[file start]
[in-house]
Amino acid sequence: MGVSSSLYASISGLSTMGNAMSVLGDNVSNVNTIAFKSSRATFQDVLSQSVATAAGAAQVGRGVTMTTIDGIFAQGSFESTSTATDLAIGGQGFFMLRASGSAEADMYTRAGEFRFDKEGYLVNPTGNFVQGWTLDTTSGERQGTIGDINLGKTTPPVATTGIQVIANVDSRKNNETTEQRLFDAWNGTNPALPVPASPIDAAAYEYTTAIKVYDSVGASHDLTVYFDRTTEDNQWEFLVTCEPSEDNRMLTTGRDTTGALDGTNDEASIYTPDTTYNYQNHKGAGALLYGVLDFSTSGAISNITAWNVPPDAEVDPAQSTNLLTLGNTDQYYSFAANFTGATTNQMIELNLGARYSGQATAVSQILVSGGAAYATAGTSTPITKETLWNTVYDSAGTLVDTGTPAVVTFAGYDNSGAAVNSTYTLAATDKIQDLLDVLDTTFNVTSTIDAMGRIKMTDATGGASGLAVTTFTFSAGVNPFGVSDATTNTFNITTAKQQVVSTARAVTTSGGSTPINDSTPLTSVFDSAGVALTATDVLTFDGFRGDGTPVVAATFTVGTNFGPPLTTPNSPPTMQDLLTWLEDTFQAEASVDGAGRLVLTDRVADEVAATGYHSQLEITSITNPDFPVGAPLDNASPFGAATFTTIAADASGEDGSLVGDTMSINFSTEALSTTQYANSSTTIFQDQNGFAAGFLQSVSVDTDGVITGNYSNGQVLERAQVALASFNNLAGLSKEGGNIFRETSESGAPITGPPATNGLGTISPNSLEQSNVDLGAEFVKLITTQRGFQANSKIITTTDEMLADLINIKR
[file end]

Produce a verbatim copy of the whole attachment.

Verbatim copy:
[in-house]
Amino acid sequence: MGVSSSLYASISGLSTMGNAMSVLGDNVSNVNTIAFKSSRATFQDVLSQSVATAAGAAQVGRGVTMTTIDGIFAQGSFESTSTATDLAIGGQGFFMLRASGSAEADMYTRAGEFRFDKEGYLVNPTGNFVQGWTLDTTSGERQGTIGDINLGKTTPPVATTGIQVIANVDSRKNNETTEQRLFDAWNGTNPALPVPASPIDAAAYEYTTAIKVYDSVGASHDLTVYFDRTTEDNQWEFLVTCEPSEDNRMLTTGRDTTGALDGTNDEASIYTPDTTYNYQNHKGAGALLYGVLDFSTSGAISNITAWNVPPDAEVDPAQSTNLLTLGNTDQYYSFAANFTGATTNQMIELNLGARYSGQATAVSQILVSGGAAYATAGTSTPITKETLWNTVYDSAGTLVDTGTPAVVTFAGYDNSGAAVNSTYTLAATDKIQDLLDVLDTTFNVTSTIDAMGRIKMTDATGGASGLAVTTFTFSAGVNPFGVSDATTNTFNITTAKQQVVSTARAVTTSGGSTPINDSTPLTSVFDSAGVALTATDVLTFDGFRGDGTPVVAATFTVGTNFGPPLTTPNSPPTMQDLLTWLEDTFQAEASVDGAGRLVLTDRVADEVAATGYHSQLEITSITNPDFPVGAPLDNASPFGAATFTTIAADASGEDGSLVGDTMSINFSTEALSTTQYANSSTTIFQDQNGFAAGFLQSVSVDTDGVITGNYSNGQVLERAQVALASFNNLAGLSKEGGNIFRETSESGAPITGPPATNGLGTISPNSLEQSNVDLGAEFVKLITTQRGFQANSKIITTTDEMLADLINIKR